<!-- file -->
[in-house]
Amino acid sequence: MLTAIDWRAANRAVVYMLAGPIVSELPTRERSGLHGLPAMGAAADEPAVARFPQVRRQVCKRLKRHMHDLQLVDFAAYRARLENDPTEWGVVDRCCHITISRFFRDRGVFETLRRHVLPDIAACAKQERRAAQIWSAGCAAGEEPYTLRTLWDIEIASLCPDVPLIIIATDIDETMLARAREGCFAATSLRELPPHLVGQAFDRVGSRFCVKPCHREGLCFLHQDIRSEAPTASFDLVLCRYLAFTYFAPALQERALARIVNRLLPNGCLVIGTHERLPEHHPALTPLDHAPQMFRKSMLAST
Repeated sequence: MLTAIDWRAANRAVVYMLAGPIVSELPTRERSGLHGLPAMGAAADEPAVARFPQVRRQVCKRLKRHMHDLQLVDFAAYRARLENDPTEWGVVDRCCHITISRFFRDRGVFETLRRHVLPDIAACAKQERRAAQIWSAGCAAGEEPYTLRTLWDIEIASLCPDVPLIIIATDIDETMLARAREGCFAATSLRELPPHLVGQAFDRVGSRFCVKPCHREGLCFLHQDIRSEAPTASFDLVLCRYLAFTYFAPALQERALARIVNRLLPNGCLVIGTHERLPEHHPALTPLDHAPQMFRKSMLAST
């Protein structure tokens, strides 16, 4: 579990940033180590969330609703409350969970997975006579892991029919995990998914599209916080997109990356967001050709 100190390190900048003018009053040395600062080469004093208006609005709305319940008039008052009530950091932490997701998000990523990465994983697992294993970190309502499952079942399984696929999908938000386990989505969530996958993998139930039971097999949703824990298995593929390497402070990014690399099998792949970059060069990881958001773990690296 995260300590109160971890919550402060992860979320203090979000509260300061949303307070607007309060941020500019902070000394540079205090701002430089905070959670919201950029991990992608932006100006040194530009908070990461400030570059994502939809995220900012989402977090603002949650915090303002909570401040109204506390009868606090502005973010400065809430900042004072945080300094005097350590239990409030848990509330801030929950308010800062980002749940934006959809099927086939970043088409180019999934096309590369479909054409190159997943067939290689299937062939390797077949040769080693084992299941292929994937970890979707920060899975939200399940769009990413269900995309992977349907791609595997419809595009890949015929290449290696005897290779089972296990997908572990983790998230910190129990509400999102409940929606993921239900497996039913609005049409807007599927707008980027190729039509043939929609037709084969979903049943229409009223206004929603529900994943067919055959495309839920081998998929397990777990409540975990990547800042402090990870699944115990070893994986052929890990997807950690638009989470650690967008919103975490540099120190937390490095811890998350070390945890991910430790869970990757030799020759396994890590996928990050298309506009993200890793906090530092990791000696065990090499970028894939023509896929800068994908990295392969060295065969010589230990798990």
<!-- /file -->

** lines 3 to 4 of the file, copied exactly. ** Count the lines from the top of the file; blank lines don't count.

Repeated sequence: MLTAIDWRAANRAVVYMLAGPIVSELPTRERSGLHGLPAMGAAADEPAVARFPQVRRQVCKRLKRHMHDLQLVDFAAYRARLENDPTEWGVVDRCCHITISRFFRDRGVFETLRRHVLPDIAACAKQERRAAQIWSAGCAAGEEPYTLRTLWDIEIASLCPDVPLIIIATDIDETMLARAREGCFAATSLRELPPHLVGQAFDRVGSRFCVKPCHREGLCFLHQDIRSEAPTASFDLVLCRYLAFTYFAPALQERALARIVNRLLPNGCLVIGTHERLPEHHPALTPLDHAPQMFRKSMLAST
């Protein structure tokens, strides 16, 4: 579990940033180590969330609703409350969970997975006579892991029919995990998914599209916080997109990356967001050709 100190390190900048003018009053040395600062080469004093208006609005709305319940008039008052009530950091932490997701998000990523990465994983697992294993970190309502499952079942399984696929999908938000386990989505969530996958993998139930039971097999949703824990298995593929390497402070990014690399099998792949970059060069990881958001773990690296 995260300590109160971890919550402060992860979320203090979000509260300061949303307070607007309060941020500019902070000394540079205090701002430089905070959670919201950029991990992608932006100006040194530009908070990461400030570059994502939809995220900012989402977090603002949650915090303002909570401040109204506390009868606090502005973010400065809430900042004072945080300094005097350590239990409030848990509330801030929950308010800062980002749940934006959809099927086939970043088409180019999934096309590369479909054409190159997943067939290689299937062939390797077949040769080693084992299941292929994937970890979707920060899975939200399940769009990413269900995309992977349907791609595997419809595009890949015929290449290696005897290779089972296990997908572990983790998230910190129990509400999102409940929606993921239900497996039913609005049409807007599927707008980027190729039509043939929609037709084969979903049943229409009223206004929603529900994943067919055959495309839920081998998929397990777990409540975990990547800042402090990870699944115990070893994986052929890990997807950690638009989470650690967008919103975490540099120190937390490095811890998350070390945890991910430790869970990757030799020759396994890590996928990050298309506009993200890793906090530092990791000696065990090499970028894939023509896929800068994908990295392969060295065969010589230990798990």